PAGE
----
Remember Twitter #Music? It’s a headscratcher for anyone who didn’t play with the short-lived app, which Twitter killed off three years ago. Now, the social media giant is poised for another crack at music through a partnership with the world’s leading concert promoter, Live Nation. 

Twitter used the platform of the NewFronts conference earlier this week to unveil content partnerships with LN and 13 others to drive its evolution from a micro-blogging spot into a destination for live television.

Through the new arrangement, LN will select concert and original content for streaming on Twitter, kicking off with Zac Brown Band’s May 13 show at Verizon Wireless Amphitheatre in Atlanta. The likes of Train, Portugal The Man, August Alsina and Marian Hill will also enjoy the Twitter live-stream treatment, though no Australian acts have yet been announced to its lineup.

“Our partnership with Twitter allows us to amplify the live music experience creating a tool for artists to reach millions of fans around the world,” comments Jordan Zachary, chief strategy officer for Live Nation (via TechCrunch). “Through Twitter’s product suite, fans will be able to be immersed in the live experience and interact with each other in real time as they watch some of the year’s most exciting concert events.”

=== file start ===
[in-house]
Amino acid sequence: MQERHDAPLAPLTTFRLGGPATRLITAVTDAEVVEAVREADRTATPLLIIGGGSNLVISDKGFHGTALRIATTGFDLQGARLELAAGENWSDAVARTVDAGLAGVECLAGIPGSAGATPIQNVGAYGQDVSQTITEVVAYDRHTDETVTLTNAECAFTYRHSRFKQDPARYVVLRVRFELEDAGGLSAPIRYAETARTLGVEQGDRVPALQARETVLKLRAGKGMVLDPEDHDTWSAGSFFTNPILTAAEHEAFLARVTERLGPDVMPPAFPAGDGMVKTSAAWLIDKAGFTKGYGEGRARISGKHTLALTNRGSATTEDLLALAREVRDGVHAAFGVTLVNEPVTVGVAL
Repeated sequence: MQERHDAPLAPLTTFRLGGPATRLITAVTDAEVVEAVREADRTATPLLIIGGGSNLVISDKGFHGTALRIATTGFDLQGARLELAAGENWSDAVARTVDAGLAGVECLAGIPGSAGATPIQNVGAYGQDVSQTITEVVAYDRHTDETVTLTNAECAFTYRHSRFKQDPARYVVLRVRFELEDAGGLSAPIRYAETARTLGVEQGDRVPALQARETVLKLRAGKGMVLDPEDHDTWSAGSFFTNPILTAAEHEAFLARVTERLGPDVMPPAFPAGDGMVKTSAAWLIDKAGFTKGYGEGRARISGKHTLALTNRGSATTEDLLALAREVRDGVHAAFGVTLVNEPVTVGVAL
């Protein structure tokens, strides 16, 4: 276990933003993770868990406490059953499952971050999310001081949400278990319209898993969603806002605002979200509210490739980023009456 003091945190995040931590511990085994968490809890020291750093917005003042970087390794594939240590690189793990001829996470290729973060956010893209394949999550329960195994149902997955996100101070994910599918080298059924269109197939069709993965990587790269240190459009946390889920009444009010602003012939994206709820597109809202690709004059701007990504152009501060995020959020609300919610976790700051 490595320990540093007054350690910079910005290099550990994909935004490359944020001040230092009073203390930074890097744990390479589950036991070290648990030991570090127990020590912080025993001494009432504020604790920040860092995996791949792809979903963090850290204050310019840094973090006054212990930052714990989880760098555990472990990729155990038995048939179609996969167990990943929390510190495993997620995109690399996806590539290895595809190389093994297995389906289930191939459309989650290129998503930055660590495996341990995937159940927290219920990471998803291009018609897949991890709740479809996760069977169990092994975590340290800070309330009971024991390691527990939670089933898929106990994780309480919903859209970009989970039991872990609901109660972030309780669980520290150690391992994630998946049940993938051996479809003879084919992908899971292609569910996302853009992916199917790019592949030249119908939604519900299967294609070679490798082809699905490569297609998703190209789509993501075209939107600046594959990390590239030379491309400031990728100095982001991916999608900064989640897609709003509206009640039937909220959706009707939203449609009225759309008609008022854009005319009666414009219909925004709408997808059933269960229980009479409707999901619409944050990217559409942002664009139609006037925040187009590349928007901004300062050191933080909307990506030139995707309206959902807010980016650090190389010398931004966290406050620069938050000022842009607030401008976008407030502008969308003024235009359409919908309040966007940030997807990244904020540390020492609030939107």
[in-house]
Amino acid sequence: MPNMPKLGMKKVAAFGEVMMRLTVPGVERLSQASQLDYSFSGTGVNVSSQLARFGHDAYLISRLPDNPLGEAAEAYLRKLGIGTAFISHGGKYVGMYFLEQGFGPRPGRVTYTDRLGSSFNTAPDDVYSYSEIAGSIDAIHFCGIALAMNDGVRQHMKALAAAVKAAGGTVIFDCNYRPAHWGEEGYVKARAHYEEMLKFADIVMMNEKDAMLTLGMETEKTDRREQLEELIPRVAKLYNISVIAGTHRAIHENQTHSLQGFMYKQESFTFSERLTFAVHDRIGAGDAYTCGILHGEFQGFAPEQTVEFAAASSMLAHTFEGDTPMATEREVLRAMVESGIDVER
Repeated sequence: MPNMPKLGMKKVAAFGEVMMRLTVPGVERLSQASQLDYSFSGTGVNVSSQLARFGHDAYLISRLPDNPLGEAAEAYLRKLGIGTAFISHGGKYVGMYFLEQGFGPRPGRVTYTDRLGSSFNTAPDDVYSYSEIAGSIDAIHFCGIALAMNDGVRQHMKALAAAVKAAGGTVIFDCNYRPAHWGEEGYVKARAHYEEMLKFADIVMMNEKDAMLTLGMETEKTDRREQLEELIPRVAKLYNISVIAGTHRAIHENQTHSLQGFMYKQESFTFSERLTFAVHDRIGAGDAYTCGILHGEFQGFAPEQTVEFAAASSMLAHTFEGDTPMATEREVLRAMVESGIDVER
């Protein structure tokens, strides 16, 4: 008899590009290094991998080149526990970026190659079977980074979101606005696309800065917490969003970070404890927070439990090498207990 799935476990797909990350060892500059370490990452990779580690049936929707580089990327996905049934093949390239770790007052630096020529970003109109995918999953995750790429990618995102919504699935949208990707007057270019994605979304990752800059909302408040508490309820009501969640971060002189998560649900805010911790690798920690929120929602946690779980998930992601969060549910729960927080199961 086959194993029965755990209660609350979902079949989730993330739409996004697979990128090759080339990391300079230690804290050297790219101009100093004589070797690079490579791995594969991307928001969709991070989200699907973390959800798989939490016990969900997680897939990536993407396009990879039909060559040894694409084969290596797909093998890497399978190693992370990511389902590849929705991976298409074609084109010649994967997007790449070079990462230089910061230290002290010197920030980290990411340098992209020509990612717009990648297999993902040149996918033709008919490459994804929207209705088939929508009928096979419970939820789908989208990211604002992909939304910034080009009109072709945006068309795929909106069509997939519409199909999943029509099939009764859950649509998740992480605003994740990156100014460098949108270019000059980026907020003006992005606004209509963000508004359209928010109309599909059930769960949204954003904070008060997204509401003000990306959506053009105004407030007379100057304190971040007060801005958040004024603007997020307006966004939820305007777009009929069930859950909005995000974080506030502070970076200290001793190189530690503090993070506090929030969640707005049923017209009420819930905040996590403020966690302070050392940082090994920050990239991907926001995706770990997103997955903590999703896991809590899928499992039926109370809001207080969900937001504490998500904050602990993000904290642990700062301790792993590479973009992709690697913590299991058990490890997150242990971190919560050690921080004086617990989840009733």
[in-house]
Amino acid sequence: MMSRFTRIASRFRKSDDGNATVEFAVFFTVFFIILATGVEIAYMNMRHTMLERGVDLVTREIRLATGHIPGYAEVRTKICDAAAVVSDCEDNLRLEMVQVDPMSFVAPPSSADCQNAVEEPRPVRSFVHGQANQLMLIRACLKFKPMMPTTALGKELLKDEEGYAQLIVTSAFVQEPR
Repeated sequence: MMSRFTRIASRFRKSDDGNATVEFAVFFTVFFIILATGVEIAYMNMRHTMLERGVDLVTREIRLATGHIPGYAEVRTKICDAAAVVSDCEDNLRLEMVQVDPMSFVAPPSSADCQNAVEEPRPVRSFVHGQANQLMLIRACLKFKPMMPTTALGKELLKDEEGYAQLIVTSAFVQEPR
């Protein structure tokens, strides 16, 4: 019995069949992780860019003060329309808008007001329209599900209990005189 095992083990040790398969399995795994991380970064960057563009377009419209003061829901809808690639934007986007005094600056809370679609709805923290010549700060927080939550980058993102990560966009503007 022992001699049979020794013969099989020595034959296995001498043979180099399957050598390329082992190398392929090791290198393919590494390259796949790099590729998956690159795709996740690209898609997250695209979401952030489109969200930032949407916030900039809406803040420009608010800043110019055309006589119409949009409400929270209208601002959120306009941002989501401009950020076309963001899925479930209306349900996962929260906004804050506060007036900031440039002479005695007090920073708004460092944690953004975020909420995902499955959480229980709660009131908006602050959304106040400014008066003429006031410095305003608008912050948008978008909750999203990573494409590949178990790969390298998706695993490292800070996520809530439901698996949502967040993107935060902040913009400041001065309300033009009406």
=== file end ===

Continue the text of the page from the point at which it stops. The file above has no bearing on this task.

The San Francisco tech company has also forged live, premium content pacts with the NFL, WNBA, Viacom, BuzzFeed News and others as it reinvents itself a go-to, content-rich video hub.

Its latest dig into music is something of a no-brainer for Twitter, which streamed more than 800 hours of live video in the first quarter and boasts 328 million monthly active users in the first quarter of 2017. Six of its 10 most followed users are musicians, led by Katy Perry with 97.5 million followers, and Billboard’s Grammy Awards live pre-show was reportedly the most-viewed entertainment live stream ever delivered from the platform.

Twitter’s first foray into music came about through its 2013 acquisition of Australian tech start-up We Are Hunted, which became part of the #Music backend. By March 2014, #Music was removed from the app store and the software became a footnote in April of that year.